This year one memorable function we attended was one at an Air Force base my husband had commanded. It was more than six years since we had left that base. During that tenure my daughter had been unwell. It had been a difficult time. She was on Haloperidol then. The sensitivity was so heightened, the depression and restlessness were terrible. She was not able to read at all -something which she loved. Falling asleep had been so difficult. Our psychiatrist had slowly tapered Haloperidol and the new medications had been slowly introduced. What a difficult time she had gone through during that switch over period. She did not want anyone in that base to know about her condition. She told us that it would be difficult for her. So we had to make sure that no one knew. That took a lot of effort. It was not easy. The memories of it all came back on the long drive to the base.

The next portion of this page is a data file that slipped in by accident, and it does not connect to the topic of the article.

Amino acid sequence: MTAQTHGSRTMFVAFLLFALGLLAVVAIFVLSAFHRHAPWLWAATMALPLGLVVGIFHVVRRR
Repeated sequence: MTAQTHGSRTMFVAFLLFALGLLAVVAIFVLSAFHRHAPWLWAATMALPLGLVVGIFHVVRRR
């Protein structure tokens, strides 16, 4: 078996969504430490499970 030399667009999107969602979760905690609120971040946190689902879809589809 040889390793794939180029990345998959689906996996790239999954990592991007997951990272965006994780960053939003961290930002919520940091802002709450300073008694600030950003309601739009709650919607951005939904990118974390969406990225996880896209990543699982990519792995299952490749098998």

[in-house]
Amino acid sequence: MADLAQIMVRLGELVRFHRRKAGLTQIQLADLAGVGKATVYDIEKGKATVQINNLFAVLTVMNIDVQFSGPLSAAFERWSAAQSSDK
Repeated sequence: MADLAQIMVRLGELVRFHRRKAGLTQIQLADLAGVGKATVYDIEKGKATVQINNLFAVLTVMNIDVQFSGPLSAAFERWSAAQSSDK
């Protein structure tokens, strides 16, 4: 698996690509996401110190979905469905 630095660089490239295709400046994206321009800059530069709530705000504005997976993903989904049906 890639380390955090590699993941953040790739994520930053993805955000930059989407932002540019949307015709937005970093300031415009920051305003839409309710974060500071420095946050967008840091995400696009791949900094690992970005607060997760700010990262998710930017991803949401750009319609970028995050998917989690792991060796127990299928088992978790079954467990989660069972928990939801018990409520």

At the function I look across the garden to see my husband smiling surrounded by his students who have become senior officers in the Indian Air Force and I feel so happy. Many now know and understand and it has not changed the way his students treat him - with regard and respect.
How quickly the days have flown. The months of August and September have come and gone. It is the beginning of October. There is so much to write about but I could not find the time to sit down and type out the words that need to be written. For one it takes so much longer to do all the regular activities to keep the home going and then of course the efforts to keep life going on in even keel - which can be so exhausting.